Yang: We sent the release devices to Beijing for analysis. It was determined that one reason the shackle malfunctioned was that the mechanism was carefully kept in a heated area until just before it was mounted on the aircraft. This was not the usual procedure, but as this was the first release of a live bomb, everyone was being especially careful. When the aircraft took into the cold air, it was possible that the sudden temperature change affected the tolerances on parts of the mechanism that caused its failure to release. The shackles and release mechanism were modified so this could not happen again.
A & S: So you were not concerned on your second attempt?
Yang: The decision was to go again on January 7, 1972. Wind conditions were optimal. Weather at the Lop Nor site was good, but there was a cold front moving in. It was snowing at the airbase when I took off.
This time there was no problem. I followed procedures, and when I released the bomb, it separated from the aircraft as it was supposed to. As soon as the bomb was gone, I reversed course to get far away from the blast zone and activated shields that would protect me in the cockpit. Then I saw the flash, a very big flash. The bomb exploded in the air, at a pre-determined height above the ground. I felt the shockwave—it rocked me like a small boat in the ocean—and then I saw the mushroom cloud rising up into sky. By that time I was already 20 kilometers (12.4 miles) away from ground zero.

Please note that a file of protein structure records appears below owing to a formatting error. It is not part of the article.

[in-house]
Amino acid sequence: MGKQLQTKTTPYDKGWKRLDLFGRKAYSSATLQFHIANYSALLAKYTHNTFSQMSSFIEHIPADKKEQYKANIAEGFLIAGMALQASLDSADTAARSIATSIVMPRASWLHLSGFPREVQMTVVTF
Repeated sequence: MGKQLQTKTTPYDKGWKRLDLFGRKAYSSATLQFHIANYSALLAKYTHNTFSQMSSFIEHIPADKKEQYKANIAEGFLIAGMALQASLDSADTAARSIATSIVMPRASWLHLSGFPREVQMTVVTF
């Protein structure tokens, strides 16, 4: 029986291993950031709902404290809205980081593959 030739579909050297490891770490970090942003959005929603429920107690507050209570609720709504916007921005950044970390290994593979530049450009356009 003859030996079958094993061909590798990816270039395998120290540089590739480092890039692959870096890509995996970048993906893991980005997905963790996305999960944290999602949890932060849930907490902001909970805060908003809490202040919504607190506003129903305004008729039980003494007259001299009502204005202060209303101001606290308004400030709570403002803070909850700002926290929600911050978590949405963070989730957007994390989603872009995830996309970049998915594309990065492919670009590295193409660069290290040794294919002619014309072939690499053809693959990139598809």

Watching the mushroom cloud from the air, I could see how different layers of clouds inside the mushroom were connected to one another, just like smoke from a chimney. At that moment I felt very happy. The test had been successful! And then I had to face my new concern: how to land safely on a runway covered in snow.
After I landed, I found little excitement at the airbase. Because of the heavy snow, no one there saw anything, not the great flash of light, nor the mushroom cloud that the people near ground zero saw.
At a ceremony celebrating the project’s success, I was cited for my contribution to China’s nuclear development. Zhou Enlai had said that bringing the bomb safely back after the first attempt was a miracle. At that time everything was top secret. My name was kept secret for another two decades, until I was formally acknowledged in 1999, at a conference commemorating the 50th anniversary of “Two Bombs and One Satellite,” meaning the A-bomb, the H-bomb, and an artificial satellite, the most important projects undertaken by the PLA after the founding of the People’s Republic of China.
Yang continued to fly the Q-5 until he retired at age 50. He moved back to Yunnan Province, and now lives in the provincial capital at Kunming. The Q-5A in which Yang flew the H-bomb tests, Number 11264, is on display at China’s National Air Museum near Beijing. Many other Q-5s continue to serve with the PLAAF, 40 years after its introduction.